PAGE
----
This is unlike anything she or the dancers have ever done. For one thing, ballet requires enormous discipline and focus. But these dancers necessarily have their minds on their families and friends back home.

Igone de Jongh: I try to have conversations with them where I said to them, maybe just 10 minutes or just 15 minutes during class, just focus on you, focus on what you are doing with your body and give yourself a little break.

It's, of course, a very difficult question to ask. But after a few months, I could feel that they were getting a little bit more comfortable and a little bit more at ease with just dancing.

Jeffrey Brown: There is a psychology to this project that you probably have never experienced yourself.

Igone de Jongh: No, no. And I don't think there's a rule book for it.

Alexei Ratmansky, Guest Choreographer, United Ukrainian Ballet: If you have any sense of fairness, of what's right, what's wrong, I think that's the only choice. Ukraine is fighting for freedom and democracy.

Jeffrey Brown: The biggest name involved with the United Ukrainian Ballet is Alexei Ratmansky, a one-time director of Moscow's famed Bolshoi Ballet, today one of the world's most renowned choreographers.

The company is performing his version of "Giselle," which restores some of the movement and other features of the original 19th century French ballet. And he brings his own unusually personal story to this project. His mother is Russian, his father Ukrainian. He was born in Leningrad, now St. Petersburg, Russia, but raised in Kyiv.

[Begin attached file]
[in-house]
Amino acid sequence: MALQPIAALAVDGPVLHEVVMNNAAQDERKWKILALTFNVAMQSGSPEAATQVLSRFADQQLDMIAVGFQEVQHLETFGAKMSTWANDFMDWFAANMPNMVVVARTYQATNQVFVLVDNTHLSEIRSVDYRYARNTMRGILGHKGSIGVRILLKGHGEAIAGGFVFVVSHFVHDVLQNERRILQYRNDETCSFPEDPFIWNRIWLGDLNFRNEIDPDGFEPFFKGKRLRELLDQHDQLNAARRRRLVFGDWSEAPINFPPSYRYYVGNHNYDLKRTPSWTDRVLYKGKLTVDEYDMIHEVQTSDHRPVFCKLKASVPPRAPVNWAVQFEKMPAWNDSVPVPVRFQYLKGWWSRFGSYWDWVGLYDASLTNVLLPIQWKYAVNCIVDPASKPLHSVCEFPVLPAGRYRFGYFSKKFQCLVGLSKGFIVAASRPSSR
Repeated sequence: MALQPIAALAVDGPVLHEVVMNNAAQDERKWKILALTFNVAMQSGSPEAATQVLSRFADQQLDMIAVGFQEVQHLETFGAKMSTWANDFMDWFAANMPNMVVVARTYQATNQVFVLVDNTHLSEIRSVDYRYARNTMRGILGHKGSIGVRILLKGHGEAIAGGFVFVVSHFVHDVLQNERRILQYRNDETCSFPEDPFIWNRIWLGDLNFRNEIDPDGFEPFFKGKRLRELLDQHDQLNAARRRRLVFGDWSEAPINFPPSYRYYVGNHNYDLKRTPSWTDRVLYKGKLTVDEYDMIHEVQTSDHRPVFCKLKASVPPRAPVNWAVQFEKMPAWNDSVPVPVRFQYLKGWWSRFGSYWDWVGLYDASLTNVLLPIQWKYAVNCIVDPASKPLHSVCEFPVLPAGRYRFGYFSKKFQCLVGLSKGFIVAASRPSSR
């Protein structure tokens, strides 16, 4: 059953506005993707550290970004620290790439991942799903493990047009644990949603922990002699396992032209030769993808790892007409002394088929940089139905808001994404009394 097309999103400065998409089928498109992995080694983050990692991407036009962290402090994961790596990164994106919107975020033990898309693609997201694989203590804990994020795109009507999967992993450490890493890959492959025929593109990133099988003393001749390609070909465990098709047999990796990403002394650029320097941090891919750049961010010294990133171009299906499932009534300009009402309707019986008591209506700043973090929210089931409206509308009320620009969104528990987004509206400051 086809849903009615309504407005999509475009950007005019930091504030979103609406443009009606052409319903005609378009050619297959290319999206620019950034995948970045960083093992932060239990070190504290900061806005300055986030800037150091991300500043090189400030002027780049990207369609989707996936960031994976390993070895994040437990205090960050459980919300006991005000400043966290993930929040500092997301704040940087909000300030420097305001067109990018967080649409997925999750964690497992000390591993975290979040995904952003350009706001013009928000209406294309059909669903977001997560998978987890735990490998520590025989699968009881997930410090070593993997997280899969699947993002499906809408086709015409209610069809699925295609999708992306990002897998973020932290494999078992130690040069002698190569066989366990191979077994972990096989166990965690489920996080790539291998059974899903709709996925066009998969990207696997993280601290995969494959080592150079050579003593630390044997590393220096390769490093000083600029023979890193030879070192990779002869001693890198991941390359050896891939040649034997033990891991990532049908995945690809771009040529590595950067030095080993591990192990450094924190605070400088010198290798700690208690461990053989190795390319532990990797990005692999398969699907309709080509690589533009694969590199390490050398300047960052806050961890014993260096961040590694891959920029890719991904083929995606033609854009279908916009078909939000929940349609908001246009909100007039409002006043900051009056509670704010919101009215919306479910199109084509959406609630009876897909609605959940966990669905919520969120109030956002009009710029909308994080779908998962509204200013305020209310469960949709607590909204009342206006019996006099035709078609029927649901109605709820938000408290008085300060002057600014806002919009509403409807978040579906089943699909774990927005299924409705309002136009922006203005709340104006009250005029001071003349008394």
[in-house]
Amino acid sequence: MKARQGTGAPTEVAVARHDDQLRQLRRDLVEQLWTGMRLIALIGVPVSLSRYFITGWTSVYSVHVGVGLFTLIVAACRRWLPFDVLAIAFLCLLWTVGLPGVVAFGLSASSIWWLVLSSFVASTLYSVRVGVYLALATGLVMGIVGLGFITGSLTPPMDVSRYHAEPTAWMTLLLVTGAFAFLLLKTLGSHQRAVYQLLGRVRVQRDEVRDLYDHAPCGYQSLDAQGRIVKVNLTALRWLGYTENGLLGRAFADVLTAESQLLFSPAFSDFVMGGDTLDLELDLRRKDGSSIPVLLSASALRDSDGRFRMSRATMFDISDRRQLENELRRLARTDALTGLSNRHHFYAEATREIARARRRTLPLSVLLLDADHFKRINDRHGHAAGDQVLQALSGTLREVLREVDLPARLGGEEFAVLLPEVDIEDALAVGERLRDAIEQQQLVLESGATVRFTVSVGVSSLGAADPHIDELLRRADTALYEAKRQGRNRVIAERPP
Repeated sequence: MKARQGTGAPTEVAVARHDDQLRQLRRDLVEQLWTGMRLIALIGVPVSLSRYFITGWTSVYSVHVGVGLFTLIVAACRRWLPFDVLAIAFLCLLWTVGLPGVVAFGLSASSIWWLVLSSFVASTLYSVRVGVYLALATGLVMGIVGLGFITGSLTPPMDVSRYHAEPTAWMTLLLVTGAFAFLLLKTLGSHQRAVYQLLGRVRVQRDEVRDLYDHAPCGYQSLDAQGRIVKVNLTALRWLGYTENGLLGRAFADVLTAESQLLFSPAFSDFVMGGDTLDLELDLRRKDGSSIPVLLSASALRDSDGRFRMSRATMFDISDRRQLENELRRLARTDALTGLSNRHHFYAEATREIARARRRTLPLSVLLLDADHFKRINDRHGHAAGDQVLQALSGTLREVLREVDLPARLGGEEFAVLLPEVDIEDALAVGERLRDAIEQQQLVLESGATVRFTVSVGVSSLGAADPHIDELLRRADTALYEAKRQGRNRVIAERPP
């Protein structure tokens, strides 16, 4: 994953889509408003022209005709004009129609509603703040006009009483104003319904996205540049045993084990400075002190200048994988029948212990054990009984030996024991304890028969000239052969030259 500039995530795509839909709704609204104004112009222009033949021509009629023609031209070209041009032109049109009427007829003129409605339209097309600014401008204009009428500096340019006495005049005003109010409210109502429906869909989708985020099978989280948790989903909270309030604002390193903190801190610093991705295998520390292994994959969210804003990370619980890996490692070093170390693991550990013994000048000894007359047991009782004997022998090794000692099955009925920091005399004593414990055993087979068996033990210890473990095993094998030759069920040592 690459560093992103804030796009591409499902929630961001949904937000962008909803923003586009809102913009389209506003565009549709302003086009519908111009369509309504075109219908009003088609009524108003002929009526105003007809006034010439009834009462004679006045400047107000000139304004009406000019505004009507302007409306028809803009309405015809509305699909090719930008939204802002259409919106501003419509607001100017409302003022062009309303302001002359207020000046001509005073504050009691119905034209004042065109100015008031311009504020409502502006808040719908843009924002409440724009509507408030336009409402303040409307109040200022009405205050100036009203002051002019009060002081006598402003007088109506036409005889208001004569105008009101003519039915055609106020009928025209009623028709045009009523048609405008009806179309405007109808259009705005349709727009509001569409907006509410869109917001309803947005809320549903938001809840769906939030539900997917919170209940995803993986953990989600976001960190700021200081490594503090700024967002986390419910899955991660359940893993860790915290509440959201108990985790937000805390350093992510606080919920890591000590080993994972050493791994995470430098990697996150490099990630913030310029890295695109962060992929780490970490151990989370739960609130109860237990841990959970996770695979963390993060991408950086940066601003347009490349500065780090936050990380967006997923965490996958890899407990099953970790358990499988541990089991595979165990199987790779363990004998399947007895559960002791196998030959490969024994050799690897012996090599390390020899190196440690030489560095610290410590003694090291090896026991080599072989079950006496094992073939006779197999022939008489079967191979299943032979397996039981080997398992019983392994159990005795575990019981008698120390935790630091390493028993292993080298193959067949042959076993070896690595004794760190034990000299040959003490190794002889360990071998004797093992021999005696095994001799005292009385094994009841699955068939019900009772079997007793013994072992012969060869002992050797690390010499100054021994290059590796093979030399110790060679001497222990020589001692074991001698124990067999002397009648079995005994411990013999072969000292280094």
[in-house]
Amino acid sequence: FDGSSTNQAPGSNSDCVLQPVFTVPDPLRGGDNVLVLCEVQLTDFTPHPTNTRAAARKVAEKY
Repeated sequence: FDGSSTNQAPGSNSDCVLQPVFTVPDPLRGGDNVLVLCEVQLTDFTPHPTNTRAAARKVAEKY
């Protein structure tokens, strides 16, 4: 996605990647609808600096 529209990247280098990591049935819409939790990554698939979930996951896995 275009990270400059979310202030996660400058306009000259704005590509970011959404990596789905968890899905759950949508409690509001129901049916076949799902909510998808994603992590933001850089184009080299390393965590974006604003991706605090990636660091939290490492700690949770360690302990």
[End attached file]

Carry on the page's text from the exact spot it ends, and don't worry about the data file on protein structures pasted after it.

On the day Russia attacked Ukraine, he was actually in Moscow working with the Bolshoi, and his world changed too.

Alexei Ratmansky: When my wife called me from New York saying Kyiv is bound, it was 5:00 a.m. I didn't have any choice. I just left right away. I grabbed my team, and I felt that this door is shut for me, because I can't split. I can't sit on two chairs. I have to make a decision.

Jeffrey Brown: And the decision is Ukrainian identity and the country must be supported?

Alexei Ratmansky: Right, right.

Jeffrey Brown: That support is now evident in his work with the United Ukrainian Ballet, also in his public criticism of prominent Russian artists for not speaking out.

He understands why some Russians, fearing for their families, might stay silent, but, he says:

Alexei Ratmansky: You can't pretend that nothing is going on. You can't say, life continues, we are happy, we are dancing. You know, there is something that just -- it doesn't work that way. You are selling yourself to the wrong person. You are on the wrong side.

Jeffrey Brown: For the Ukrainian dancers, of course, there is also no question of the right and wrong side.

And, for them, being able to dance is part of their identity, stripped away by the war.

Oleksii Kniazkov: In some way, when I came on stage in Netherlands the first time, it was almost half-year past after beginning of the war. It was in August. I felt that my life came back to me, that I begin to live again.

Jeffrey Brown: Are you worried that the rest of the world isn't paying as much attention anymore?

Vladyslava Ihnatenko: Sometimes, it's doubts about it. But then you came to another country, and you see people keep interested in news about Ukraine.

So, our mission to make it...

Oleksii Kniazkov: Remind them.

Vladyslava Ihnatenko: Yes, more people to keep it in mind.

Jeffrey Brown: The group ends each performance by singing the Ukrainian national anthem.


Jeffrey Brown: For the "PBS NewsHour," I am Jeffrey Brown at Washington, D.C.'s Kennedy Center for the Performing Arts.

Amna Nawaz: And you can watch more of our stories on the war in Ukraine over the past year on our YouTube page.